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Kestrel Foods has grown in excess of 200 per cent over the last nine years

June 17, 2014 · 

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Kestrel Foods has grown in excess of 200 per cent over the last nine years

Pamela Newenham kestrel

Michael Hall is the managing director of Kestrel Foods. He is a graduate in business and finance from Cheltenham and Gloucester College and NISBI (Northern Ireland Small Business Institute), after which he founded Kestrel Contract Packers.

Kestrel Contract Packers provided off-line contract packing solutions to blue-chip companies and local distributors on the island of Ireland, which included the packing of dried food products.

The entrance of British multiples into the Irish marketplace reduced the requirement for local contract packing and Hall identified the opportunity to commit entirely to food manufacture with Kestrel Foods. It had been founded in 1996.

Lorraine Hall is the sales and marketing director of Kestrel Foods. She has a master’s degree from the University of Edinburgh and is a fellow of Chartered Institute of Marketing. After graduating, she worked as a PR and sponsorship executive for wines and spirits company Dillon Bass, progressing to promotions manager for Brewery Bass Ireland before joining forces with husband Michael to establish Kestrel Foods.

In 2005, a dedicated food-processing plant located in Carn Food Park, was purchased to facilitate further growth. In the nine years since the purchase, Kestrel Foods has grown in excess of 200 per cent adding £2.4 million of turnover in fiscal 2014 alone.

What was your “back-to-the-wall” moment and how did you overcome it?
Both: Cash flow issues in our early days. The bank struggled with our youth, relative inexperience and immature balance sheet when we were still in our 20s.

They were on the phone every day and we couldn’t get on with running our business. We overcame it by changing to Bank of Ireland which had a stockline product that was perfect for our seasonal business requirements. They gave us the breathing space to grow our business and we’re still with them today. What moment/deal would you cite as the “game changer” or turning point for the company? Both: The game changer came 16 years ago with the listing of our Forest Feast Premium Exotic Dried Mango in UK multiple Waitrose, which is still listed today along with a range of Forest Feast Premium and Mini fruit doypacks.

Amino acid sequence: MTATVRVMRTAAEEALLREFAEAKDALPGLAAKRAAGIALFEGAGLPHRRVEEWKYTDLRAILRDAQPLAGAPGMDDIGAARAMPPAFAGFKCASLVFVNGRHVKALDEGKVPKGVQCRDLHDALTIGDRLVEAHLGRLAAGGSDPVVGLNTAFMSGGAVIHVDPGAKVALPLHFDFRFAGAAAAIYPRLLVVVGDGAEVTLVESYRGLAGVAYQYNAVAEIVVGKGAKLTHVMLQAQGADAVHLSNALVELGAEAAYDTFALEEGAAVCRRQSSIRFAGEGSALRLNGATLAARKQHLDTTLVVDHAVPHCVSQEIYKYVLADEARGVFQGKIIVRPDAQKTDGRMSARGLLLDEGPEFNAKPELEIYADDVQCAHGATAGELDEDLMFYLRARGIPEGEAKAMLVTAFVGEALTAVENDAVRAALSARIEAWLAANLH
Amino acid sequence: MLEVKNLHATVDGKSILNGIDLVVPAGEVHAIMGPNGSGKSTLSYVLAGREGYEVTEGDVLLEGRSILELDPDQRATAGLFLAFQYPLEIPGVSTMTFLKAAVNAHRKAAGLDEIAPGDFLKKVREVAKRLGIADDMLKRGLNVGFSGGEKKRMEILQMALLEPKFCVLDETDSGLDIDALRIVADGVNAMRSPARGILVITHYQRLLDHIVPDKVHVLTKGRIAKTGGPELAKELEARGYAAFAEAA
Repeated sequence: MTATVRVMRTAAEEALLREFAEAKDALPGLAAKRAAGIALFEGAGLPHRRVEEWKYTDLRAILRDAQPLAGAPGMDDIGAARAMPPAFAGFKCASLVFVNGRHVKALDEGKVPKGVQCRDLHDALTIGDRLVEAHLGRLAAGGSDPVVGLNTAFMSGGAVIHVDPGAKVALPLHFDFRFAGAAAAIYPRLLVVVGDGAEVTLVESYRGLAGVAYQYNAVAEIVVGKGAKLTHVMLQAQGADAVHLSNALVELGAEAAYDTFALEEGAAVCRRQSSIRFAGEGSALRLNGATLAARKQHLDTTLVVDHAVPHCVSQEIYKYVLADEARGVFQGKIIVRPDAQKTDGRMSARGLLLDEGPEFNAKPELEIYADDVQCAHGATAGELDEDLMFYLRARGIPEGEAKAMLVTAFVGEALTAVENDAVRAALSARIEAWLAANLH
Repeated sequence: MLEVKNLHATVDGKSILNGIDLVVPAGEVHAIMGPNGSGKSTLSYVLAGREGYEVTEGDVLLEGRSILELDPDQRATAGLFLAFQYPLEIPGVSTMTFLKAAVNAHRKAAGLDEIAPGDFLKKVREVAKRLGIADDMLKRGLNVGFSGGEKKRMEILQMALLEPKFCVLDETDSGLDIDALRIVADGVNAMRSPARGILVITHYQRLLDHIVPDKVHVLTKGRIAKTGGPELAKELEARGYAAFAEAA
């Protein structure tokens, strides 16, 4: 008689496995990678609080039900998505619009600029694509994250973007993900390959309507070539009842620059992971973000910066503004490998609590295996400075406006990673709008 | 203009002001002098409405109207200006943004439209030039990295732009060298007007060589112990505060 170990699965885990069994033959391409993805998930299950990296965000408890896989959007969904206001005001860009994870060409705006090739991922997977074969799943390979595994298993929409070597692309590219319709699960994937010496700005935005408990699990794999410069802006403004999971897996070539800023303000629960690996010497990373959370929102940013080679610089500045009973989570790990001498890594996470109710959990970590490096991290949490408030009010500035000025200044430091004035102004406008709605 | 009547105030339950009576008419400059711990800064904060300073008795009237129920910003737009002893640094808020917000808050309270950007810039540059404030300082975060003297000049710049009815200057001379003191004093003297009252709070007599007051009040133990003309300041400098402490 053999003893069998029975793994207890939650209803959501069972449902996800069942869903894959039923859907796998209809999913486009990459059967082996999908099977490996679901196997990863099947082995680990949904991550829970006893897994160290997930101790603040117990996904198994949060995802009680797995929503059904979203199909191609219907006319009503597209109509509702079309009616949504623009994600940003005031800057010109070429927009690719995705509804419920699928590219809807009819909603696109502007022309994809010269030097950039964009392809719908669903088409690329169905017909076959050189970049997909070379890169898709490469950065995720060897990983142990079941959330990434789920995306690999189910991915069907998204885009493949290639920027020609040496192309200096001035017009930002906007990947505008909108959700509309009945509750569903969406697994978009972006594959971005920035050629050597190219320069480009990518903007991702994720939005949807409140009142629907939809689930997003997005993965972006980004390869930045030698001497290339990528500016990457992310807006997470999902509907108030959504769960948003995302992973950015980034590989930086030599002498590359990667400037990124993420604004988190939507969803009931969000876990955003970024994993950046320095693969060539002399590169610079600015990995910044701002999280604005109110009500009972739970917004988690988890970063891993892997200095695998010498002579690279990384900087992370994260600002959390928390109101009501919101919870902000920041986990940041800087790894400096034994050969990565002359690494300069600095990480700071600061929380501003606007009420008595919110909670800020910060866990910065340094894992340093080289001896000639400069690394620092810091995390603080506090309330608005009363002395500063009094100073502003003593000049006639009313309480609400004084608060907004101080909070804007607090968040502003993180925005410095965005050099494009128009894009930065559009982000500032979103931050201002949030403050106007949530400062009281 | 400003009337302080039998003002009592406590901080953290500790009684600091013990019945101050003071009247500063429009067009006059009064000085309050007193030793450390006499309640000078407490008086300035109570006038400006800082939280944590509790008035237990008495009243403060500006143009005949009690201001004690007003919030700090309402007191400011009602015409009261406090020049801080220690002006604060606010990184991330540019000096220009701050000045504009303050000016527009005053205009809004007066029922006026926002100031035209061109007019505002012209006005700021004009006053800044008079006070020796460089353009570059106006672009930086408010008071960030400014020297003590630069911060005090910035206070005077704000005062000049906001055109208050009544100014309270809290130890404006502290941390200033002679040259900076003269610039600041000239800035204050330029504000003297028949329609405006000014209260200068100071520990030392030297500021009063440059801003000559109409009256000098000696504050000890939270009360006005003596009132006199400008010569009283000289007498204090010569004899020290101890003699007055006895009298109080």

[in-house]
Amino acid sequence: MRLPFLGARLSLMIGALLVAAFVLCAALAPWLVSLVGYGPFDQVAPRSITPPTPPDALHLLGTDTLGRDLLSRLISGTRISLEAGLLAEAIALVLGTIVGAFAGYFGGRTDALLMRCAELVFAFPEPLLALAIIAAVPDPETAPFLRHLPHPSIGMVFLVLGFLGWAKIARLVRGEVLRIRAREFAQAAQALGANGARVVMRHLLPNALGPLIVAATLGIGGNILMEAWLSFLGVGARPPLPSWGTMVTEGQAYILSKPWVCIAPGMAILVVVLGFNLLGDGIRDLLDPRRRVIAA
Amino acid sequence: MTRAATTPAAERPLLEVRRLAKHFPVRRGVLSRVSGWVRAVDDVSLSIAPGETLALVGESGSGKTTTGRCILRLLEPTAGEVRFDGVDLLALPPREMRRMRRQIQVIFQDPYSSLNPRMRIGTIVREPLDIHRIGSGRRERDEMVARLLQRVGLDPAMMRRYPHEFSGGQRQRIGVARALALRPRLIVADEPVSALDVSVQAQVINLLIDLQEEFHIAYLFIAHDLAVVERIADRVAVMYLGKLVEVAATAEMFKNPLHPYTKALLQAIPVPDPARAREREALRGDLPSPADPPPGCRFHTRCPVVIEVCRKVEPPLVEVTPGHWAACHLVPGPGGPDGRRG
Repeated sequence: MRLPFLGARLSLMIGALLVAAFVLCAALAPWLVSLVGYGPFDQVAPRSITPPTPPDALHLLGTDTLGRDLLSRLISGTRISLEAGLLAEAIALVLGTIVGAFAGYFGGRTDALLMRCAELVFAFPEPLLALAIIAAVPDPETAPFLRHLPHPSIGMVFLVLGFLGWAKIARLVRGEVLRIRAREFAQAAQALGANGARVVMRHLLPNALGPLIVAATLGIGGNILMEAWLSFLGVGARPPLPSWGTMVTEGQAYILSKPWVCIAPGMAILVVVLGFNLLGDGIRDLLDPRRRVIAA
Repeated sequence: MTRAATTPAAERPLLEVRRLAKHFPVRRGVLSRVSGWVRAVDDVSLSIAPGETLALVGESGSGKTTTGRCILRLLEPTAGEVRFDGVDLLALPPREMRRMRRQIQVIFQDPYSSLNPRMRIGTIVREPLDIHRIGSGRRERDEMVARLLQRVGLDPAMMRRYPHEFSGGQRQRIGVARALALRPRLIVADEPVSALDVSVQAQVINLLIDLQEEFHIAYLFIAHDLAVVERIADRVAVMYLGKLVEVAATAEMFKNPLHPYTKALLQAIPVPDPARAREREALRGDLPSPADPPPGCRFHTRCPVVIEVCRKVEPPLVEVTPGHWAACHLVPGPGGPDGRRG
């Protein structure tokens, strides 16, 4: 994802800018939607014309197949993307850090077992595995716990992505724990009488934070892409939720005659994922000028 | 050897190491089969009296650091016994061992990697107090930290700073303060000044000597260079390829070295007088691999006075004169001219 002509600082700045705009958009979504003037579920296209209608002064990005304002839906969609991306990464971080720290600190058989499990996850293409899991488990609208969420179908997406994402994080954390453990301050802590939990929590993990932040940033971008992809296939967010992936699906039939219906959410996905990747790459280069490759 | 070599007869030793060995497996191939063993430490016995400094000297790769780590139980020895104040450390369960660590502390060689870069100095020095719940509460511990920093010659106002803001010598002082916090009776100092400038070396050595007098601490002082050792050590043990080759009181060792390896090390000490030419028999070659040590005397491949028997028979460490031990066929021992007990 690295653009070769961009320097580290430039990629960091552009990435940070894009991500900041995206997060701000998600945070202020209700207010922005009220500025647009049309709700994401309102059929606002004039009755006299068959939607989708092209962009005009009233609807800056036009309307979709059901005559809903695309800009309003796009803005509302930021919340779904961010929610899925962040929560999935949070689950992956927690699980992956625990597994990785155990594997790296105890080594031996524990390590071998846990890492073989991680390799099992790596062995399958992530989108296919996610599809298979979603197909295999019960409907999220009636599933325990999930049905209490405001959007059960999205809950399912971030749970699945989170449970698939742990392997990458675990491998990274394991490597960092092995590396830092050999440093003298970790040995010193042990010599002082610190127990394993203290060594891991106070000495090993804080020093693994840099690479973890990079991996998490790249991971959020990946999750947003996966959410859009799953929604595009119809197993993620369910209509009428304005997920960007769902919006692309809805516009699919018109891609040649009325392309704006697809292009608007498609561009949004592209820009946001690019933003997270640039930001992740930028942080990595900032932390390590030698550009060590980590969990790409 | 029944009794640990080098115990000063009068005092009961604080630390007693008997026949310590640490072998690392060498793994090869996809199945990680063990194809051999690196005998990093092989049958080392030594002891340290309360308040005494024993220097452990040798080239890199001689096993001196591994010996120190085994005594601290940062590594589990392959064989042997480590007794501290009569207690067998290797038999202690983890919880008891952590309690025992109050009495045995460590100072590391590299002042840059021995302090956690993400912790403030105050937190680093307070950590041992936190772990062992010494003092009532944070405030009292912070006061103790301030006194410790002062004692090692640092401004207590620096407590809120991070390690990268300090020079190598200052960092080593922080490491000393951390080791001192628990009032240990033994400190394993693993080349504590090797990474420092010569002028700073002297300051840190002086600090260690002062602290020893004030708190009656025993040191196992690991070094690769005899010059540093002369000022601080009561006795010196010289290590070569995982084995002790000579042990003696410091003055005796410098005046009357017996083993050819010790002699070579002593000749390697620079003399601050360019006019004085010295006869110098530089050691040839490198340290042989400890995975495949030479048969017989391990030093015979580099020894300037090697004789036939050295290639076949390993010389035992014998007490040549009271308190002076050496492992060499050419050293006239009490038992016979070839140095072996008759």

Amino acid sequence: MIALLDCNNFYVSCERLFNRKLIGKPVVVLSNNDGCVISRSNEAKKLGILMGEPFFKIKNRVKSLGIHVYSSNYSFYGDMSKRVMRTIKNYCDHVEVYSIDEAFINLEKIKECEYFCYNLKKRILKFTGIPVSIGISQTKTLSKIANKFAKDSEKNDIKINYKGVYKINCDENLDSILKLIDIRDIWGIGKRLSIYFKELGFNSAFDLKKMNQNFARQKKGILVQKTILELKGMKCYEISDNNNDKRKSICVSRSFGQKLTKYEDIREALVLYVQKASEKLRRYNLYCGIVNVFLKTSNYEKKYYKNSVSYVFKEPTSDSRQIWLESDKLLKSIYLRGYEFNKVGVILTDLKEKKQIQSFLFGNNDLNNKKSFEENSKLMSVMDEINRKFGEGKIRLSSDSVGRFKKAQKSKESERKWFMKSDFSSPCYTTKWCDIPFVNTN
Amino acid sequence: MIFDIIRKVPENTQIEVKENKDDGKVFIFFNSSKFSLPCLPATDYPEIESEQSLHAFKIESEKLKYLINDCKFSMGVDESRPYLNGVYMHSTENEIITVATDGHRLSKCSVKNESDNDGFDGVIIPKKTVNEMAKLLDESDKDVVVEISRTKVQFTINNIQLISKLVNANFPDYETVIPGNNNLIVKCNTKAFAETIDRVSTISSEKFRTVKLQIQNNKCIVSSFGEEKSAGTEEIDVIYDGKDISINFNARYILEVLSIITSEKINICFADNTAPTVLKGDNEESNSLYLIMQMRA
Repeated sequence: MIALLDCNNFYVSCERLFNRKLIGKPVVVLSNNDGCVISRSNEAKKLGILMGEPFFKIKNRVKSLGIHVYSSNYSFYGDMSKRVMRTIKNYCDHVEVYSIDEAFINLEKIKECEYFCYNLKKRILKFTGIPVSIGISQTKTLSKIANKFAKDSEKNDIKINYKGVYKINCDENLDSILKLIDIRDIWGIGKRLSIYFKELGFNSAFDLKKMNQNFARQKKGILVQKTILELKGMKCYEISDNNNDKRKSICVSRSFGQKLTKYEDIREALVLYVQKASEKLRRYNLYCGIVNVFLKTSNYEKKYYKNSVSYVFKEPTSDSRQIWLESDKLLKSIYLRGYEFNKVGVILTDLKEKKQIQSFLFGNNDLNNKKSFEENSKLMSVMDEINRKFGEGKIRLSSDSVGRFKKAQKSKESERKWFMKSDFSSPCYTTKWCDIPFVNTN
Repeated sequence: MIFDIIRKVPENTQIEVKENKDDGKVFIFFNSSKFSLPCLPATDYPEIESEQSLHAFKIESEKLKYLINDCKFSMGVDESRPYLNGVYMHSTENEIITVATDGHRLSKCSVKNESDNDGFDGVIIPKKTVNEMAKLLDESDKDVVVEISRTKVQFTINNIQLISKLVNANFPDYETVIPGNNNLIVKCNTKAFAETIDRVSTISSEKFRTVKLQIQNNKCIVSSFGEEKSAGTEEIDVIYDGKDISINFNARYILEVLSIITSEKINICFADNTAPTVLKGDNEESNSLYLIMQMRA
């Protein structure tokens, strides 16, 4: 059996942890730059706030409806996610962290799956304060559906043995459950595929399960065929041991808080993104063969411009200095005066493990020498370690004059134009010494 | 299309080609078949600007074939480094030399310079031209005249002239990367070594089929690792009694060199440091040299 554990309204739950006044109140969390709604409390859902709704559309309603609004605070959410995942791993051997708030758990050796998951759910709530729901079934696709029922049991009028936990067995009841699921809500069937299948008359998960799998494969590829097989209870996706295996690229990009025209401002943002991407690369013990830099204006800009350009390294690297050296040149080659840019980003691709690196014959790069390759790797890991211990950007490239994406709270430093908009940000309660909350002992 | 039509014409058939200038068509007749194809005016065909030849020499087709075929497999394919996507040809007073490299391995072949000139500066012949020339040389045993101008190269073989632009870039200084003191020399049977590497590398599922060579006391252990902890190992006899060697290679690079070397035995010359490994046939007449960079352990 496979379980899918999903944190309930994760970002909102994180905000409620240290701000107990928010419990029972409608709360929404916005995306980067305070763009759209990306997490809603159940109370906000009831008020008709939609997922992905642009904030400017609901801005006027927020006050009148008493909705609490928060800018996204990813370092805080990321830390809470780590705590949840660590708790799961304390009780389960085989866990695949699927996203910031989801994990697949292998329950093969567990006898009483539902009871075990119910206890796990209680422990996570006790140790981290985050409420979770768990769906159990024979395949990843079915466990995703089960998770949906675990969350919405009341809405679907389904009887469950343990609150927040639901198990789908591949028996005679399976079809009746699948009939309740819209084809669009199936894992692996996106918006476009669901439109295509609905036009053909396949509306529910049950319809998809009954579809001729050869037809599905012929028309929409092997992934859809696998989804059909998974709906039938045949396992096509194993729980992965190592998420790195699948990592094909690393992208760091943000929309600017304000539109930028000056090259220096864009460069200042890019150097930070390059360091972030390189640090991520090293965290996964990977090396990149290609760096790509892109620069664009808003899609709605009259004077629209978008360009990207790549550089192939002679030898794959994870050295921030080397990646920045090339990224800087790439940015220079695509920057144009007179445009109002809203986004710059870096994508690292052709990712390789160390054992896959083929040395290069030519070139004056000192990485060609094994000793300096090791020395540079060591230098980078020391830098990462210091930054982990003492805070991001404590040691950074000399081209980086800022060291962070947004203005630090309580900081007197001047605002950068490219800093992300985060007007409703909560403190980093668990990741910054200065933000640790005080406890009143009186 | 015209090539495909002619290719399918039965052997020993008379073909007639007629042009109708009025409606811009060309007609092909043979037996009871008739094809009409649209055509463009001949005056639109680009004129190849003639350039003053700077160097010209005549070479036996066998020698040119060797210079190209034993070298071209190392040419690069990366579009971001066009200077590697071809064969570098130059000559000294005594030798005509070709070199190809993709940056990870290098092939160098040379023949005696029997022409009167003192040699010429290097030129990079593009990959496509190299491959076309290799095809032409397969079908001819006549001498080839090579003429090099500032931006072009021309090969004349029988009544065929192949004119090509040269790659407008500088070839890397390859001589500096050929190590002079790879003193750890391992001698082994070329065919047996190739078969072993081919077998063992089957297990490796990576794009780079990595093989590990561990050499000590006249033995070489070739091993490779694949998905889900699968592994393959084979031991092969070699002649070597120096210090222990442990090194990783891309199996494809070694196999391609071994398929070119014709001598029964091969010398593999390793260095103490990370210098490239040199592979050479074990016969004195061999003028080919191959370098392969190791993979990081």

Waitrose punches above its weight in dried fruit snacking and has proven to be a “shop window account” for Forest Feast.

What were the best and the worst pieces of advice you received when starting out?
Both: Probably the best and the worst advice was that we should stop working in our business and start working on our business. A strategic growth and development plan which is constantly under review is a must but we are both hands-on business owners and enjoy being customer and supplier facing and interacting with the team.

What sacrifices have you had to make to get your business where it is today?
Lorraine: That’s easy – maternity leave was definitely my biggest sacrifice. Sixteen years ago we just could not afford for me to be off for a pro-longed period of time and I returned to work after six weeks with our daughter Esmée. When our son Thomas was born 12 years ago, I did plan to take more time off but the business, once again, had other ideas.
Michael: As I worked very hard to build the business through my 20s I missed out on playing rugby at club level as I was unable to participate due to the long hours and weekend work needed. I also miss my family when I travel to see suppliers abroad, sometimes for up to three weeks at a time.

Mon, Jun 16, 2014, 01:00

First published: Mon, Jun 16, 2014, 01:00

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